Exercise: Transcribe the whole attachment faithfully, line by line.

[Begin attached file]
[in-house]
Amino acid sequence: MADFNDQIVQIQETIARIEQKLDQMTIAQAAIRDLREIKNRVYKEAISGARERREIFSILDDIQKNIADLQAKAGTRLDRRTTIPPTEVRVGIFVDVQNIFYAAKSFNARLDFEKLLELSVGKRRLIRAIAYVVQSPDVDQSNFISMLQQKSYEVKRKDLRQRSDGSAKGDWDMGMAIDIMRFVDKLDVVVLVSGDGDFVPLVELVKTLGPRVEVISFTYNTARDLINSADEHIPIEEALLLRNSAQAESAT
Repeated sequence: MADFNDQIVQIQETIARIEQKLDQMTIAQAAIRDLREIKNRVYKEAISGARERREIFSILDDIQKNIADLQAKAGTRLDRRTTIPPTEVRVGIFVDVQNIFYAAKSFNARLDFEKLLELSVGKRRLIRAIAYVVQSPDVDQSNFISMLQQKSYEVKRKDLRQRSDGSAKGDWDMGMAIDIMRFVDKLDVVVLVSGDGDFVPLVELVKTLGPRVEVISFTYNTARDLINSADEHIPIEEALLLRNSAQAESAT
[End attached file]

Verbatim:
[in-house]
Amino acid sequence: MADFNDQIVQIQETIARIEQKLDQMTIAQAAIRDLREIKNRVYKEAISGARERREIFSILDDIQKNIADLQAKAGTRLDRRTTIPPTEVRVGIFVDVQNIFYAAKSFNARLDFEKLLELSVGKRRLIRAIAYVVQSPDVDQSNFISMLQQKSYEVKRKDLRQRSDGSAKGDWDMGMAIDIMRFVDKLDVVVLVSGDGDFVPLVELVKTLGPRVEVISFTYNTARDLINSADEHIPIEEALLLRNSAQAESAT
Repeated sequence: MADFNDQIVQIQETIARIEQKLDQMTIAQAAIRDLREIKNRVYKEAISGARERREIFSILDDIQKNIADLQAKAGTRLDRRTTIPPTEVRVGIFVDVQNIFYAAKSFNARLDFEKLLELSVGKRRLIRAIAYVVQSPDVDQSNFISMLQQKSYEVKRKDLRQRSDGSAKGDWDMGMAIDIMRFVDKLDVVVLVSGDGDFVPLVELVKTLGPRVEVISFTYNTARDLINSADEHIPIEEALLLRNSAQAESAT